The real deal about this album though: it never lets up. The Woods retains the raw, frazzled vigor of their earlier releases whilst ably paying homage to the sun-scorched history of psychedelic hard-rock. Staking its claim on guitar-heroics that split the difference between lava-lamp fluidity and pure molten rock not seen since Hendrix’s heyday, The Woods knows rock’s history while never forgetting its own propulsive forward push into the future. Original riot grrrl’s Corin Tucker and Carrie Brownstein expand their sound with provocative, earthen Zep influences, but they don’t for a second sacrifice any of thick-as-granite buzzsaw splurge and indefatigable improvised dirge that made them one of the purest, most primal rock acts of the modern era. This is the ruthless wave of sound that caught the essence of rock ‘n’ roll for a generation that had forgotten what the word means. Check out their comeback album No Cities to Love too. It is better than anyone could have imagined, and should hopefully see this trio (Janet Weiss destroys her drum kit in third position) onto a new stage of an already incomparable career.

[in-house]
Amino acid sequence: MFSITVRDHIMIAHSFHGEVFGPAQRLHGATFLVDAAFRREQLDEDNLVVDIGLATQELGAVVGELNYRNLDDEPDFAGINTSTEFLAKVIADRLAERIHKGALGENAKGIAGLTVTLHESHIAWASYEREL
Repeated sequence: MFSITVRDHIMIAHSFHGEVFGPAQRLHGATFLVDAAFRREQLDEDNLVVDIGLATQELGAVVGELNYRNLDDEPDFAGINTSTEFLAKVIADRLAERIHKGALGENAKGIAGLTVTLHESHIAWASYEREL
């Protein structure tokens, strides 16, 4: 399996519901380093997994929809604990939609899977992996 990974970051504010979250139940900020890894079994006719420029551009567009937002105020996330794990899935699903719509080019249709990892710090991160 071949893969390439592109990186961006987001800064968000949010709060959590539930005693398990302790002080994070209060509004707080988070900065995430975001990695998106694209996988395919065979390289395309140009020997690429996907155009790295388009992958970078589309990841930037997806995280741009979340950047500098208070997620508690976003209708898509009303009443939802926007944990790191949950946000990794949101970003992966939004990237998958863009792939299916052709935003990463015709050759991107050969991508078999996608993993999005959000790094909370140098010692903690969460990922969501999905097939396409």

16. Ritual de lo Habitual, Jane’s Addiction 1990
The first band to meld alternative/punk and metal in a way which explored, rather than hid, the tensions between them, Jane’s Addiction are about as unsung a hero as rock music has. “Stop!” is the brightest, most whimsical blast of punk fury alternative music ever heard (and damn can Dave Navarro destroy a guitar). Or maybe it’s the most technically accomplished and dexterously fluid song punk forgot to make, but either way Perry Farrell’s demented shriek invades the human mind better than anyone since Neil Young, and Farrell has carnivalesque cunning on his side too. The second half of the album is especially potent, with the band dropping the ripcord rage and taking a bold step into the unknown, abandoning all pretense of form and expanding to bible-length, free-flowing epics, including their desert-exploring Stairway-companion “Three Days”. Many bands would expand upon the Jane’s Addiction formula, most notably Nirvana and the Smashing Pumpkins, but few ever did it with the wacky left-field weirdness and genre-melding pathos of Perry Farrell and friends. Perry Farrell is rock music’s Pee Wee Herman, and Ritual de Lo Habitual is his playhouse.